Qatar Racing Club posted a message on its Facebook page last night condoling Nadas’ death. Today’s races in the two-day event have been cancelled following the tragedy.

“On behalf of Qatar Racing Club we would like to inform you that the Qatar Mile will not take place tomorrow (Saturday) as scheduled,” the statement said. “This is in respect for the courageous pilot Tamas Nadas who unfortunately lost his life today in the airshow doing what he loved. We would like to express our deepest condolences and our prayers are with his family and friends, may his soul rest in peace.”

Racing enthusiast Mubasher Zaman, who saw the plane hit the ground, told Gulf Times that it was Nadas’ second stunt of the day.

The plane was flying upside down very close to the runway and I thought it wobbled a little before crashing to the ground at the end of the airstrip. I immediately knew it was going to be serious,” said Zaman. He added that it was held late in the afternoon and probably the twilight must have contributed to the tragedy.

Zaman said Nadas’ family was also watching his show at the venue. “He had thrilled the crowd during his first stunt, but the second went horribly wrong. It’s a sad day, a horrible tragedy especially it happened when his family were at the venue,” he said.

Another witness, Hugo Nascimento, also told Gulf Times that the plane was flying too close to the ground.

“The pilot was Hungarian Tamas Nadas and he was flying upside down, close to the runway when the plane crashed. I was too far away to see in detail. May he rest in peace,” Nascimento said.

Earlier the Ministry of Interior had tweeted that an accident had taken place at Al Khor airstrip. However, the tweet didn’t have the pilot’s name, merely stating that he was of European nationality.

Nadas was a regular at stunt shows in the Gulf and had performed in Qatar as recently as last January when he wowed spectators at the seventh Al Khor Fly-In.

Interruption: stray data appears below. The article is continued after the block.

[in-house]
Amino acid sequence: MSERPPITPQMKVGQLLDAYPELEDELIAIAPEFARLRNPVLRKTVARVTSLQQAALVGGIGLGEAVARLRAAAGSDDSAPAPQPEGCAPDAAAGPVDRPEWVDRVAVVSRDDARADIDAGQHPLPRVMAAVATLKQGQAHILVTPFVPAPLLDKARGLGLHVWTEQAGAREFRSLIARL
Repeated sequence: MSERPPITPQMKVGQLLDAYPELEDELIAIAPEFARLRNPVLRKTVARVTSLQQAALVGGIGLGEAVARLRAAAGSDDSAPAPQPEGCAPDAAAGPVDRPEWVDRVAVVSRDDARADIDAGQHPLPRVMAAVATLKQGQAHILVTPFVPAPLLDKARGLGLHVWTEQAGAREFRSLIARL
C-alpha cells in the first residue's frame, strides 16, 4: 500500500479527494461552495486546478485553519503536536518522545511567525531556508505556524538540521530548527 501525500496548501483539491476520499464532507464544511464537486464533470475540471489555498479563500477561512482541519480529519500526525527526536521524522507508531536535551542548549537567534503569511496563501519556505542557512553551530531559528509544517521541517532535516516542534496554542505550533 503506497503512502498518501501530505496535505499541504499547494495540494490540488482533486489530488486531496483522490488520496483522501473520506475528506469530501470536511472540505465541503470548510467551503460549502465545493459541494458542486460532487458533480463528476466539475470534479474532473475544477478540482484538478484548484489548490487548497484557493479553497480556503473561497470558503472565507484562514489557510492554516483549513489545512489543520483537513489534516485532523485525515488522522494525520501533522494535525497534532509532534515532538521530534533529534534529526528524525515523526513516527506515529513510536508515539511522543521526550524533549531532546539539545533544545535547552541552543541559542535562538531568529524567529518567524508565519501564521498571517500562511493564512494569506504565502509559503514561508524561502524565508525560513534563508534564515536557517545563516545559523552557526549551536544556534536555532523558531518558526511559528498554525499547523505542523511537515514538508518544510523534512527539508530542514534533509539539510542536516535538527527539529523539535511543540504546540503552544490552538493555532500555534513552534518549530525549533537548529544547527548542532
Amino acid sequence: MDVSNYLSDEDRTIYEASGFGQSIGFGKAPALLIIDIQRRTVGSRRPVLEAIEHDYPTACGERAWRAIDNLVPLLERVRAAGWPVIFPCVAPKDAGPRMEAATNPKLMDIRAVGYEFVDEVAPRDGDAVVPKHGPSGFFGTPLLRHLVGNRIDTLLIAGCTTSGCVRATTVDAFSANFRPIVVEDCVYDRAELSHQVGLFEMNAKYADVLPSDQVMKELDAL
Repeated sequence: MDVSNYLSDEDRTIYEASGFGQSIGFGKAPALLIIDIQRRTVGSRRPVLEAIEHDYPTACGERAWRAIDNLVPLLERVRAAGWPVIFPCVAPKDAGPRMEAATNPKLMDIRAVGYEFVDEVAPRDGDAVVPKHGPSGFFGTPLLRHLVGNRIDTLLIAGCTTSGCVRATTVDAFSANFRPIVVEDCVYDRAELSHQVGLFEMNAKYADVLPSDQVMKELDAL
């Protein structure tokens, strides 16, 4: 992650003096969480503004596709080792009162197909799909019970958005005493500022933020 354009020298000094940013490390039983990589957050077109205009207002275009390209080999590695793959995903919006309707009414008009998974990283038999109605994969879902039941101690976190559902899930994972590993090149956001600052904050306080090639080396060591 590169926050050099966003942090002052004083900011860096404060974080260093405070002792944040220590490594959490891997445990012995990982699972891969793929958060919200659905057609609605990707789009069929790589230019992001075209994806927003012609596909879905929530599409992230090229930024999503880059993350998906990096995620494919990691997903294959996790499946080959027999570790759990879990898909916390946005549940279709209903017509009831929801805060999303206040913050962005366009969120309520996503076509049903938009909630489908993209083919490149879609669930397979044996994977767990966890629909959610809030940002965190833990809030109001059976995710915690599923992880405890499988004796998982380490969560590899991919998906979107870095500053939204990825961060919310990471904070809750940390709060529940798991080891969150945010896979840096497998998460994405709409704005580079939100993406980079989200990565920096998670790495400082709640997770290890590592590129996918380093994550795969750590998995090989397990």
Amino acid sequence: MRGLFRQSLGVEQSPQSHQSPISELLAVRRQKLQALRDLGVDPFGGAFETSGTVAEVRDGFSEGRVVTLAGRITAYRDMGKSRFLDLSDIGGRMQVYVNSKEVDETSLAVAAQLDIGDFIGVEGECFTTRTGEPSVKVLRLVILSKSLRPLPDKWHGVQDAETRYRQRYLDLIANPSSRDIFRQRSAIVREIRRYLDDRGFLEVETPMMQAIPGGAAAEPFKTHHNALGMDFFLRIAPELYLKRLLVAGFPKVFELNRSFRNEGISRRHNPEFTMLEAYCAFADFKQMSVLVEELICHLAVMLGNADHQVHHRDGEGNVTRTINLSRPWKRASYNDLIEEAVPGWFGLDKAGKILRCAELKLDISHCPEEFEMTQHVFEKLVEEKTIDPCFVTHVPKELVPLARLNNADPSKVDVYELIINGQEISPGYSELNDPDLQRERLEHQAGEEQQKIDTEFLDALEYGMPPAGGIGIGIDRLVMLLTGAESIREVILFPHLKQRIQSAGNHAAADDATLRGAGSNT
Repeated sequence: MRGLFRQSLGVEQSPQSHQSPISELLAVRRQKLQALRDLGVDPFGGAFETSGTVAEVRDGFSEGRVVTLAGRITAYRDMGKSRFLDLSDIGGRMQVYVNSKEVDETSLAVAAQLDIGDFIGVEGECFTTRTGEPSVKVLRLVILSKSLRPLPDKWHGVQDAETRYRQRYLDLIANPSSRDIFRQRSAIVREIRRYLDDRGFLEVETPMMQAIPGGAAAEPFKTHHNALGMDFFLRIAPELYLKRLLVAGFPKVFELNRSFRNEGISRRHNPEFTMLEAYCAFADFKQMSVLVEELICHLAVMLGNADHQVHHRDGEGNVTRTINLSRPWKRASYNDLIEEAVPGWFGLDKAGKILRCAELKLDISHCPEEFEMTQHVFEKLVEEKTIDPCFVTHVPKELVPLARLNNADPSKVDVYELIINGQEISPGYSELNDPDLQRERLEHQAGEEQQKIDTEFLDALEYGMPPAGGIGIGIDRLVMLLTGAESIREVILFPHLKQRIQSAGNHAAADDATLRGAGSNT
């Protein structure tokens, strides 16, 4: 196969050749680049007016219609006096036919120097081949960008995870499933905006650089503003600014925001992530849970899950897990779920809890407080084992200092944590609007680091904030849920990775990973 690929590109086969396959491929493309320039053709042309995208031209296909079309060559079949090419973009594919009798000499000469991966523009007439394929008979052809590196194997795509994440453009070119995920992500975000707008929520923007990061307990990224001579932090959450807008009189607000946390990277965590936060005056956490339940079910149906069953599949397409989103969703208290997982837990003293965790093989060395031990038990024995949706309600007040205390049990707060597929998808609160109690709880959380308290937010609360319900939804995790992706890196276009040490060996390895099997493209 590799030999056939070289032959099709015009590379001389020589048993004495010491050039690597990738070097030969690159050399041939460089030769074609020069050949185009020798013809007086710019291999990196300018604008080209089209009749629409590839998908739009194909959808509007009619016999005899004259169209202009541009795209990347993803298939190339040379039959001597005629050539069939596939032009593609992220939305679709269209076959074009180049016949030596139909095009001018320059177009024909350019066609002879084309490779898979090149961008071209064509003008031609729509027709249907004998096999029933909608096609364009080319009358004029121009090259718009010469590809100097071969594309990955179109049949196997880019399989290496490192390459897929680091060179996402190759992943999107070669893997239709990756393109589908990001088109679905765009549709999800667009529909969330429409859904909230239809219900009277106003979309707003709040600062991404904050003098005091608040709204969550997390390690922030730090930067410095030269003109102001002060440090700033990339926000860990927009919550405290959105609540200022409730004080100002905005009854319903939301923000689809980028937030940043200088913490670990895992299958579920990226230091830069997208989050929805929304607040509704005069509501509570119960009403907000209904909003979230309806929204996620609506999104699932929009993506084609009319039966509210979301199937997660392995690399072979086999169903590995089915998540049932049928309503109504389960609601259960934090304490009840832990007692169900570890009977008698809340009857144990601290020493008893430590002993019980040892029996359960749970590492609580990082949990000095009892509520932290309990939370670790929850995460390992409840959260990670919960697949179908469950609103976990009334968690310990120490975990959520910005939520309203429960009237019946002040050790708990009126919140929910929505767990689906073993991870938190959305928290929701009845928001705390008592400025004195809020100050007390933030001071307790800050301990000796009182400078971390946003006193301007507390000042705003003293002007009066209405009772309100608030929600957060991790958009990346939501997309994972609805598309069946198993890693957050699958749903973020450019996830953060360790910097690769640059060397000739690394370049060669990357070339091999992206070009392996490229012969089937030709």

Nadas himself had posted a few pictures only a couple of hours before his death on his Facebook page. Those pictures, however, were not connected to yesterday’s event at Al Khor airstrip.

He got hooked to flying after a pleasure flight in 1998 when he was 28 years old and got his pilot’s license the very same year after which he decided to pursue a career in aerobatics.

In a January interview with Gulf Times, Nadas had said he took to aerobatics because “straight flying” didn’t excite him very much.

“Initially, I had absolutely no interest in flying at all. My first experience with flying was in 1998 when I was 28. I had just gone along with friend for a joy ride. That was the turning point - the experience had such an impact on me that I was totally hooked. I enrolled for flying lessons right away and after 30 days had earned my own license,” he had said.

“However, just straight-forward flying wasn’t satisfactory enough, so I went on to learning aerobatic manoeuvres and stunts. This is where my passion lies.”

Nadas had also added that he was a self-taught aerobat.

“The single biggest challenge was that some of the stunts that I now perform were not taught to me by any instructor - they are all self-taught. I had to risk my life as I tried some of these challenging manoeuvres. There have been several occasions when I felt I was going straight down, but thankfully I would somehow regain control at the last minute”, Tamas had said.

Unfortunately, fate willed otherwise yesterday.

Tamas Nadas’ achievements

2009:  Hungarian Championship: gold medal

European Championship programme Q: gold medal

International Cup silver medal

Mediterranean Cup bronze medal

2010:  Hungarian Championship gold medal

World Championship: overall 8th place

2011 :  Hungarian Championship: gold medal

Hungarian Aviation Association Aerobatics Pilot of the Year

2012 : Hungarian Championship: gold medal

10th FAI World Advanced Aerobatic Championship Programme Free: gold medal

2013 :  Hungarian Aviation Association: Aerobatics Pilot of the Year